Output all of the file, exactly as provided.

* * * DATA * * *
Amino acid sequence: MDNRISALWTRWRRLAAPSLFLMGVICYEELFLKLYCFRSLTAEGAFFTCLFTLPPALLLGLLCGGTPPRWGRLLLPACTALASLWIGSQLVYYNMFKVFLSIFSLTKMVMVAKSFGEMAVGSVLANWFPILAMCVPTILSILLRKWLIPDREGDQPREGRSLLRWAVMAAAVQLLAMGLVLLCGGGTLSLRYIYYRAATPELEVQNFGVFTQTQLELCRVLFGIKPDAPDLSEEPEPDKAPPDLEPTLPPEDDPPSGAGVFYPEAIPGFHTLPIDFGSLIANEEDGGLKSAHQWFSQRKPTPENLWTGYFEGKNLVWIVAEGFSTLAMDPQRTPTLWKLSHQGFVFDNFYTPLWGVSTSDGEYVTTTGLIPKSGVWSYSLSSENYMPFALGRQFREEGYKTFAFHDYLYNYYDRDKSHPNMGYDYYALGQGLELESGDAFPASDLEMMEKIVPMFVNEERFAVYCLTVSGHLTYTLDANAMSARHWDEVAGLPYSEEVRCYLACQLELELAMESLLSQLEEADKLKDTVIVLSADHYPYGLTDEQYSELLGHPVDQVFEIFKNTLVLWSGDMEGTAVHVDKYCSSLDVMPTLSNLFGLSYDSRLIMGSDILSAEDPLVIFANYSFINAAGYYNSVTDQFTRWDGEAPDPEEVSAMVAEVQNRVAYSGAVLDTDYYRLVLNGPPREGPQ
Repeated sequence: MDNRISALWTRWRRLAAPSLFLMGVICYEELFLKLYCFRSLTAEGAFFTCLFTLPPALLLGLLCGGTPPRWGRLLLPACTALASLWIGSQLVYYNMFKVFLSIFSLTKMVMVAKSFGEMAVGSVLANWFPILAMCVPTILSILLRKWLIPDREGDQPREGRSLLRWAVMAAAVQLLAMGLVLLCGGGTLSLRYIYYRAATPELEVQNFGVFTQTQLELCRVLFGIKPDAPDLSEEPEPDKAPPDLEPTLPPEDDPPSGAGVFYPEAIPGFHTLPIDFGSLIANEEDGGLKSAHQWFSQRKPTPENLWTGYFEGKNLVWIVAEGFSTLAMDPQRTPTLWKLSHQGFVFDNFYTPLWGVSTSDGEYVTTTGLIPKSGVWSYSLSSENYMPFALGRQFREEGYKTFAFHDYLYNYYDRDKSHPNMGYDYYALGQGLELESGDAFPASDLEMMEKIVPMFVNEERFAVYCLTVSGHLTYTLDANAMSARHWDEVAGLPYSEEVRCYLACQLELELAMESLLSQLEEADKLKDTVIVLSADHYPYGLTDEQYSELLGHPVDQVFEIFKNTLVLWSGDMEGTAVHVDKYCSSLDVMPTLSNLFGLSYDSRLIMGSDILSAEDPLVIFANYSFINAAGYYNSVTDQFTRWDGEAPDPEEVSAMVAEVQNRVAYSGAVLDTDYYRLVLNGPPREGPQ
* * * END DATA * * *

Amino acid sequence: MDNRISALWTRWRRLAAPSLFLMGVICYEELFLKLYCFRSLTAEGAFFTCLFTLPPALLLGLLCGGTPPRWGRLLLPACTALASLWIGSQLVYYNMFKVFLSIFSLTKMVMVAKSFGEMAVGSVLANWFPILAMCVPTILSILLRKWLIPDREGDQPREGRSLLRWAVMAAAVQLLAMGLVLLCGGGTLSLRYIYYRAATPELEVQNFGVFTQTQLELCRVLFGIKPDAPDLSEEPEPDKAPPDLEPTLPPEDDPPSGAGVFYPEAIPGFHTLPIDFGSLIANEEDGGLKSAHQWFSQRKPTPENLWTGYFEGKNLVWIVAEGFSTLAMDPQRTPTLWKLSHQGFVFDNFYTPLWGVSTSDGEYVTTTGLIPKSGVWSYSLSSENYMPFALGRQFREEGYKTFAFHDYLYNYYDRDKSHPNMGYDYYALGQGLELESGDAFPASDLEMMEKIVPMFVNEERFAVYCLTVSGHLTYTLDANAMSARHWDEVAGLPYSEEVRCYLACQLELELAMESLLSQLEEADKLKDTVIVLSADHYPYGLTDEQYSELLGHPVDQVFEIFKNTLVLWSGDMEGTAVHVDKYCSSLDVMPTLSNLFGLSYDSRLIMGSDILSAEDPLVIFANYSFINAAGYYNSVTDQFTRWDGEAPDPEEVSAMVAEVQNRVAYSGAVLDTDYYRLVLNGPPREGPQ
Repeated sequence: MDNRISALWTRWRRLAAPSLFLMGVICYEELFLKLYCFRSLTAEGAFFTCLFTLPPALLLGLLCGGTPPRWGRLLLPACTALASLWIGSQLVYYNMFKVFLSIFSLTKMVMVAKSFGEMAVGSVLANWFPILAMCVPTILSILLRKWLIPDREGDQPREGRSLLRWAVMAAAVQLLAMGLVLLCGGGTLSLRYIYYRAATPELEVQNFGVFTQTQLELCRVLFGIKPDAPDLSEEPEPDKAPPDLEPTLPPEDDPPSGAGVFYPEAIPGFHTLPIDFGSLIANEEDGGLKSAHQWFSQRKPTPENLWTGYFEGKNLVWIVAEGFSTLAMDPQRTPTLWKLSHQGFVFDNFYTPLWGVSTSDGEYVTTTGLIPKSGVWSYSLSSENYMPFALGRQFREEGYKTFAFHDYLYNYYDRDKSHPNMGYDYYALGQGLELESGDAFPASDLEMMEKIVPMFVNEERFAVYCLTVSGHLTYTLDANAMSARHWDEVAGLPYSEEVRCYLACQLELELAMESLLSQLEEADKLKDTVIVLSADHYPYGLTDEQYSELLGHPVDQVFEIFKNTLVLWSGDMEGTAVHVDKYCSSLDVMPTLSNLFGLSYDSRLIMGSDILSAEDPLVIFANYSFINAAGYYNSVTDQFTRWDGEAPDPEEVSAMVAEVQNRVAYSGAVLDTDYYRLVLNGPPREGPQ